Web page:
If they’re not safe who is? First Lady Michelle Obama is reportedly being counted among the victims in a string of recent high-profile personal security breaches.
On Monday, March 11, 2013, a Russian website posted what hackers claim to be Social Security numbers, credit reports and personal banking information of Michelle Obama, top Washington D.C. officials, several celebrities and even LAPD Chief Charlie Beck.
Jay-Z, Beyonce, Arnold Schwarzenegger, Paris Hilton, Ashton Kutcher were among the celebrities reportedly hacked; while other targets include Vice President Joe Biden, former Secretary of State Hillary Clinton, FBI director Robert Mueller, U.S. Attorney General Eric Holder and former Alaska Gov. Sarah Palin.
Financial, personal banking, credit card details and mortgage information as well as credit reports were “doxxed” (posted online) by a group of Russian hackers.
In an interview with ABC News, President Obama confirmed authorities were investigating whether hackers had indeed obtained and posted online financial information belonging to first lady Michelle Obama, several celebrities and politicians.
President Obama said “We should not be surprised that if you've got hackers that want to dig in and devote a lot of resources, that they can access this information,” Obama said. “Again, not sure how accurate but … you've got web sites out there that tell people's credit card info. That's how sophisticated they are.”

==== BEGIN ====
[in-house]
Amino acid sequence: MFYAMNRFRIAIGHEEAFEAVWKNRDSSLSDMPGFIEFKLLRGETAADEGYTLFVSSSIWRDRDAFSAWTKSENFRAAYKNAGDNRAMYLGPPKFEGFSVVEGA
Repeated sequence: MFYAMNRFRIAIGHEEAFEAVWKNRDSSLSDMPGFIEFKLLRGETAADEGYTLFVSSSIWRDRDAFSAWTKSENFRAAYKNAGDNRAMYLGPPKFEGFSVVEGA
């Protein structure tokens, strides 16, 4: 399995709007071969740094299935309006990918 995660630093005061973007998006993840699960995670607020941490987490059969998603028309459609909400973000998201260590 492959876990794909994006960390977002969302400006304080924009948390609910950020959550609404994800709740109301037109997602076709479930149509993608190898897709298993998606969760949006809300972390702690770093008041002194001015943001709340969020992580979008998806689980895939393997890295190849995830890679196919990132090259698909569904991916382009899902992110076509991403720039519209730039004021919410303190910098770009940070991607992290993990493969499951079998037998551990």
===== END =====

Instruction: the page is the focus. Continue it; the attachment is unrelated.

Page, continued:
As of yet it has not been confirmed whether the information posted was accurate or whether it was a hoax. But ABC News spoke with former FBI agent Brad Garrett and he said “I'm very suspect [about] information released online. It goes against the very reason you steal them, it's to use them…Is this a prank? Is this a hoax? Is it to get attention? That wouldn't surprise me one bit.”
TMZ claims that the FBI has been “aggressively investigating” the case and knew about the “doxxing” before it was made public.
Who is Safe from Identity Theft?
Short Answer — No One. According to Identity Theft 911 website, 20 people are victims of identity theft every minute. It’s almost impossible to stop all breaches. Normal consumers do not have the benefit of the FBI investigating identity theft problems. Consumers must take protecting identity into their own hands.
Routinely Monitor Financial Accounts
Detect suspicious activity by monitoring your financial accounts and billing statements frequently. If your bills do not arrive as expected take immediate action. If you get unexpected credit cards or account statements in the mail do not ignore them.
Most importantly, if you are denied credit for no apparent reason, get a copy of your credit report to see if there is some excessive or negative activity occurring without your knowledge. Review your financial, bank and billing statements regularly and look for charges you did not make.
Sign up for a credit monitoring service that alerts you of any changes to your credit reports. And remember, the law requires the major credit reporting companies – Equifax, Experian, and TransUnion – to give you a free copy of your credit report every 12 months upon request. Go to www.AnnualCreditReport.com or call 1-877-322-8228 for your free credit reports.